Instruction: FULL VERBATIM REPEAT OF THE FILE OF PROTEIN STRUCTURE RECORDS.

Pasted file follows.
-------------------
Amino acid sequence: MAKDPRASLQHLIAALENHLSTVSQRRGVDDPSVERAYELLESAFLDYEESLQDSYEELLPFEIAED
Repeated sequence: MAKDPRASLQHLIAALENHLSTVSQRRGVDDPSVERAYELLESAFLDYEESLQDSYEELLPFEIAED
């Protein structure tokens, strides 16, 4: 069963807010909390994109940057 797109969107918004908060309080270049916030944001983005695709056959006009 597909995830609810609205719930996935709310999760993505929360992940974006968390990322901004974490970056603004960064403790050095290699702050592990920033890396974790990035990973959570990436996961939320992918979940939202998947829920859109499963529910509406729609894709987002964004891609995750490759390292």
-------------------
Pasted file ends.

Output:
Amino acid sequence: MAKDPRASLQHLIAALENHLSTVSQRRGVDDPSVERAYELLESAFLDYEESLQDSYEELLPFEIAED
Repeated sequence: MAKDPRASLQHLIAALENHLSTVSQRRGVDDPSVERAYELLESAFLDYEESLQDSYEELLPFEIAED
């Protein structure tokens, strides 16, 4: 069963807010909390994109940057 797109969107918004908060309080270049916030944001983005695709056959006009 597909995830609810609205719930996935709310999760993505929360992940974006968390990322901004974490970056603004960064403790050095290699702050592990920033890396974790990035990973959570990436996961939320992918979940939202998947829920859109499963529910509406729609894709987002964004891609995750490759390292």